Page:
Eqipment & apparel: Durable, off-road-ready mountain bikes with front suspension (to absorb shock) start at $300. A helmet, mountain-bike shoes, padded bike shorts and bike gloves total another $150 to $200. Take water, sunscreen, sunglasses, a trail map and a cell phone.

Best places: Many county, regional and state parks are laced with dirt roads and trails; call the park to request a trail map and ask if all trails are open to bikes. At vacation areas, rent a mountain bike and ask the shop proprietor where to ride. Or visit www.trails.com.

Practical tip: At home, practice riding around obstacles and over curbs so you’ll be ready for tight turns and big rocks on the trail.

Just for kicks: Try a different trail route each time to keep your rides fresh and adventurous.


Why outside? Unlike treadmill walks, trail hikes feature ever-changing terrain and surfaces. The result is improved balance and greater fat burning than you’ll get treadmill trudging. The scenery is a bonus.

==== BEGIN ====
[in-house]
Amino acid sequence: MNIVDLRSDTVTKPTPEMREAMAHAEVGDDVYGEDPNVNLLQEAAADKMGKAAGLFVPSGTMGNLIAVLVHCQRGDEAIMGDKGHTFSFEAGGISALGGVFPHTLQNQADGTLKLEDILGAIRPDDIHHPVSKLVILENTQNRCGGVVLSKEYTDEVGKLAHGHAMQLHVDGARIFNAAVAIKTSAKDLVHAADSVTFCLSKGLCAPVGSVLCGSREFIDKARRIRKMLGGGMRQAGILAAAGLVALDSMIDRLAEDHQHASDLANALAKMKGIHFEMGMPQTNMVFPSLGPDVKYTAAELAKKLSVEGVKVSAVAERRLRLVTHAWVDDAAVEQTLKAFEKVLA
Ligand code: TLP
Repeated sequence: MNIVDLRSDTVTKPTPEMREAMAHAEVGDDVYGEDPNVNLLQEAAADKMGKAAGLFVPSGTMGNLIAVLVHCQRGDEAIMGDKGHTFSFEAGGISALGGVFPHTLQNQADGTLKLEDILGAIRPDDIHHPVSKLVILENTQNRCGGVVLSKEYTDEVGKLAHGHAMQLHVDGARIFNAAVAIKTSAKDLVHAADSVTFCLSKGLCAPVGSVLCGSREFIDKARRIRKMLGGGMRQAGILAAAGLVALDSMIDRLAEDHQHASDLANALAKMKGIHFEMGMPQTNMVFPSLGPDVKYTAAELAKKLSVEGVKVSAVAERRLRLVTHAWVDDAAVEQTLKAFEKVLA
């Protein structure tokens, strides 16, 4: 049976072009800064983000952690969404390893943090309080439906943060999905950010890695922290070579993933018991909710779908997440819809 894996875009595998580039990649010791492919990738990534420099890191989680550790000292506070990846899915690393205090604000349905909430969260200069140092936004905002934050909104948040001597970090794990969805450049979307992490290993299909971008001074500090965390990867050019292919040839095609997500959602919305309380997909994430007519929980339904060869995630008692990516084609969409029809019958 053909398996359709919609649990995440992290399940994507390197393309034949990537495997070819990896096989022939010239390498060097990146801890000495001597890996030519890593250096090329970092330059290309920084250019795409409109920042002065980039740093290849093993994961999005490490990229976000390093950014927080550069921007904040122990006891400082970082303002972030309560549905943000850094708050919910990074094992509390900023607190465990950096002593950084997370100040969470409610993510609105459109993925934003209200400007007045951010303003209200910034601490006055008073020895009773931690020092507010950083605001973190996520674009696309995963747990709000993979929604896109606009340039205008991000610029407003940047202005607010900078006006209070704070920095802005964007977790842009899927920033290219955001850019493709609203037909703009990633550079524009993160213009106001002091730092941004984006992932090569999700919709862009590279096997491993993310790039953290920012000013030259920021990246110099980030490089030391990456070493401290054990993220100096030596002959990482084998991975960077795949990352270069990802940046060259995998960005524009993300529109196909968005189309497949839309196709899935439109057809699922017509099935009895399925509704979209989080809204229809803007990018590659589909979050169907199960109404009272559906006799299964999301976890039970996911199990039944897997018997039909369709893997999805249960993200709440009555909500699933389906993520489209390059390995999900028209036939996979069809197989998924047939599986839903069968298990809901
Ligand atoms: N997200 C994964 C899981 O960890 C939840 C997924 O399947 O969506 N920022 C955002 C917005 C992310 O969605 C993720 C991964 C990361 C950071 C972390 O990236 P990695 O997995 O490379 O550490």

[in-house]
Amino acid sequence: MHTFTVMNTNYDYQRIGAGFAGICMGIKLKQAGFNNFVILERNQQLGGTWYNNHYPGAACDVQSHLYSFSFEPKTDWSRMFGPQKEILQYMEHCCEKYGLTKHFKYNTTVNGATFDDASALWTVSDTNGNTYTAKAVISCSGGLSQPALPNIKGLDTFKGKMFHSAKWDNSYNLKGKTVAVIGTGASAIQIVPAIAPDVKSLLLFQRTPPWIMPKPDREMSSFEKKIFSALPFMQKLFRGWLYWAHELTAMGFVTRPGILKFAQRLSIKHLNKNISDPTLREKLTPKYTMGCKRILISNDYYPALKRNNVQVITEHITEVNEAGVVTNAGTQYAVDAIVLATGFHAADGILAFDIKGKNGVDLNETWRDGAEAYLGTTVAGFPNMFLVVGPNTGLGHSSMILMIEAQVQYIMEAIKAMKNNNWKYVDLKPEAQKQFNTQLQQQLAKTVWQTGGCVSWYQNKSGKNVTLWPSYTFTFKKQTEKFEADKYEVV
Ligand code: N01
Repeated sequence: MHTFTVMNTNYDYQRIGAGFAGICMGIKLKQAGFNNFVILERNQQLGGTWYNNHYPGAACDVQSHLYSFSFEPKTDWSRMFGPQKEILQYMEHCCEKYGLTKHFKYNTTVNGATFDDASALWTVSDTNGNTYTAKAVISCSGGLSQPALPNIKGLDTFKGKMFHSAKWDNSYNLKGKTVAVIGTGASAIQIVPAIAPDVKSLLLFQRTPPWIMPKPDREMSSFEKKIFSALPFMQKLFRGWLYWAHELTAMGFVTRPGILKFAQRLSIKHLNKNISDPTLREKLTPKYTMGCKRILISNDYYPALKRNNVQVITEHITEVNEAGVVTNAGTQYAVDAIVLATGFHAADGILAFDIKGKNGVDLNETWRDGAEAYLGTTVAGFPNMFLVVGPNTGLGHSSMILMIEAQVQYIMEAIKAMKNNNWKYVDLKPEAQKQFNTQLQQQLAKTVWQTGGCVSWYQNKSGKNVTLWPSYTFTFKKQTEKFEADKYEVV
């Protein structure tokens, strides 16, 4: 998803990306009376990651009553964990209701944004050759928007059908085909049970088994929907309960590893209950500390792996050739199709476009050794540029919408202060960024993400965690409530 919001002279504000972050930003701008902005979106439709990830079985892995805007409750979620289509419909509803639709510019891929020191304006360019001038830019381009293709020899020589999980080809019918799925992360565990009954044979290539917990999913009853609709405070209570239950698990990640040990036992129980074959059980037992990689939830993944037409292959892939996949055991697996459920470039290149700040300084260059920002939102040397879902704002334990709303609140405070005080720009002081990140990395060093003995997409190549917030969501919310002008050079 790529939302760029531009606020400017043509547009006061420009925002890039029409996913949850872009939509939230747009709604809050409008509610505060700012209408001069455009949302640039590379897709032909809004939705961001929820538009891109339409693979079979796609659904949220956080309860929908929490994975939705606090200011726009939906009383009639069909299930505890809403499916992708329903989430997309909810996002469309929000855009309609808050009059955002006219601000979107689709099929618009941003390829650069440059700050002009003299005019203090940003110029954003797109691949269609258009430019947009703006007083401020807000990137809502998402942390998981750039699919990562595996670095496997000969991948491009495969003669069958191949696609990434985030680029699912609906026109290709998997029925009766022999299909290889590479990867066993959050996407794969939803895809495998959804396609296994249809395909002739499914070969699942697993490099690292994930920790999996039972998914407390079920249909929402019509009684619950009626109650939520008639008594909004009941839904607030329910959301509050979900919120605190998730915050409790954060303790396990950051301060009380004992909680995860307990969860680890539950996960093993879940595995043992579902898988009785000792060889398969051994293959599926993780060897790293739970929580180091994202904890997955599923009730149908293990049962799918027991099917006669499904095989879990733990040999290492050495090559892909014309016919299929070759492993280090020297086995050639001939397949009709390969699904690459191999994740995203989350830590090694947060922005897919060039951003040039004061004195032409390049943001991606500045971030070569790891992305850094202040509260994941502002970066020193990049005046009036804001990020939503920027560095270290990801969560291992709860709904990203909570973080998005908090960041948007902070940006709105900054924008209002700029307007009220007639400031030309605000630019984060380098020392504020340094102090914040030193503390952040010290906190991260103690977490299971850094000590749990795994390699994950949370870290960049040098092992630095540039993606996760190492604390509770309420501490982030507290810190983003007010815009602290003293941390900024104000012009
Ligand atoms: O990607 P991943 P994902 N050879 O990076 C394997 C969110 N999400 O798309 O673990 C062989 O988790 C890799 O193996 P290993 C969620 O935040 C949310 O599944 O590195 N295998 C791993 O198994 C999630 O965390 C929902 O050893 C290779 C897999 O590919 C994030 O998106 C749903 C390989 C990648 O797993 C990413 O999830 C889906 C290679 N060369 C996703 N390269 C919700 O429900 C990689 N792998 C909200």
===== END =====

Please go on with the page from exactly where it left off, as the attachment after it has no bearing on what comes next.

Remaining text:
Muscles worked: Major: Hams, quads, calves, glutes, hip flexors. Minor: Abs, chest, delts, trapezius.

Calories burned: 480-640 (2mph)

Eqipment & apparel: You’ll need running shoes or hiking boots, water, sunscreen and a trail map. More good ideas: a day pack, snacks, hat, sunglasses, camera, cell phone, mosquito repellent, poncho.

Best places: The best trails offer variety in terrain, footing, flora, and fauna. You can probably find some fine day-hike paths in county, regional or state parks within an hour’s drive of your home. Locally or in advance of a summer trip, contact visitor’s bureaus or parks, or log on to www.trails.com.

Practical tip: To add chest and triceps work, hike with a pair of walking sticks (or a sturdy branch) and use them like ski poles. To add low-back work, even on short hikes, wear a packed backpack.

Trail running

Why outside? The benefits of trail running, compared to treadmill or street running, include enhanced balance, coordination and core strength; increased fat and calorie burn; and an end to boredom.

Muscles worked: Major: Hams, quads, calves, glutes, hip flexors. Minor: Abs, low back.